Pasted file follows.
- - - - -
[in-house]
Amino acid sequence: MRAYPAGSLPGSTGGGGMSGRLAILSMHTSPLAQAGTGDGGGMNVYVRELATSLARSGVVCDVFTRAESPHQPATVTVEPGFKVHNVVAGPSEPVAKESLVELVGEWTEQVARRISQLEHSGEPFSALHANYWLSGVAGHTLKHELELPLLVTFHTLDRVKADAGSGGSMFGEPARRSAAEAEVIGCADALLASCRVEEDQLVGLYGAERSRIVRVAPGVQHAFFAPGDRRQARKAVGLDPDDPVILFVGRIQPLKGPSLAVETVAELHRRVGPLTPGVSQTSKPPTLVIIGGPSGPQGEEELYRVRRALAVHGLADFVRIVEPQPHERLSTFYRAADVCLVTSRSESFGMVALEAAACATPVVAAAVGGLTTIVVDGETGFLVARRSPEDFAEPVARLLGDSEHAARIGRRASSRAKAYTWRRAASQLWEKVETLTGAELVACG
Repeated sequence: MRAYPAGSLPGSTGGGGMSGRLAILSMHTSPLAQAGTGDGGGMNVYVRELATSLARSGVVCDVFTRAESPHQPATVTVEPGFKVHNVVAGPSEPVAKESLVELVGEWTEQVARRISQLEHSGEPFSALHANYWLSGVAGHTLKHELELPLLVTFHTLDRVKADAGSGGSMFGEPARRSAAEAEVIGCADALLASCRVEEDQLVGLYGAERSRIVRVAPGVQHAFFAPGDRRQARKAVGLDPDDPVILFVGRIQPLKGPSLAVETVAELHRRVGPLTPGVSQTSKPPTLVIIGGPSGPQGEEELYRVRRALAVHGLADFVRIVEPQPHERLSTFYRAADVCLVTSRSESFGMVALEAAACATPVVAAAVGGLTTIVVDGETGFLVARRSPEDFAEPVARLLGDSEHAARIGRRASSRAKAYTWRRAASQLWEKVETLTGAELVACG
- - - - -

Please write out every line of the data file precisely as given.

[in-house]
Amino acid sequence: MRAYPAGSLPGSTGGGGMSGRLAILSMHTSPLAQAGTGDGGGMNVYVRELATSLARSGVVCDVFTRAESPHQPATVTVEPGFKVHNVVAGPSEPVAKESLVELVGEWTEQVARRISQLEHSGEPFSALHANYWLSGVAGHTLKHELELPLLVTFHTLDRVKADAGSGGSMFGEPARRSAAEAEVIGCADALLASCRVEEDQLVGLYGAERSRIVRVAPGVQHAFFAPGDRRQARKAVGLDPDDPVILFVGRIQPLKGPSLAVETVAELHRRVGPLTPGVSQTSKPPTLVIIGGPSGPQGEEELYRVRRALAVHGLADFVRIVEPQPHERLSTFYRAADVCLVTSRSESFGMVALEAAACATPVVAAAVGGLTTIVVDGETGFLVARRSPEDFAEPVARLLGDSEHAARIGRRASSRAKAYTWRRAASQLWEKVETLTGAELVACG
Repeated sequence: MRAYPAGSLPGSTGGGGMSGRLAILSMHTSPLAQAGTGDGGGMNVYVRELATSLARSGVVCDVFTRAESPHQPATVTVEPGFKVHNVVAGPSEPVAKESLVELVGEWTEQVARRISQLEHSGEPFSALHANYWLSGVAGHTLKHELELPLLVTFHTLDRVKADAGSGGSMFGEPARRSAAEAEVIGCADALLASCRVEEDQLVGLYGAERSRIVRVAPGVQHAFFAPGDRRQARKAVGLDPDDPVILFVGRIQPLKGPSLAVETVAELHRRVGPLTPGVSQTSKPPTLVIIGGPSGPQGEEELYRVRRALAVHGLADFVRIVEPQPHERLSTFYRAADVCLVTSRSESFGMVALEAAACATPVVAAAVGGLTTIVVDGETGFLVARRSPEDFAEPVARLLGDSEHAARIGRRASSRAKAYTWRRAASQLWEKVETLTGAELVACG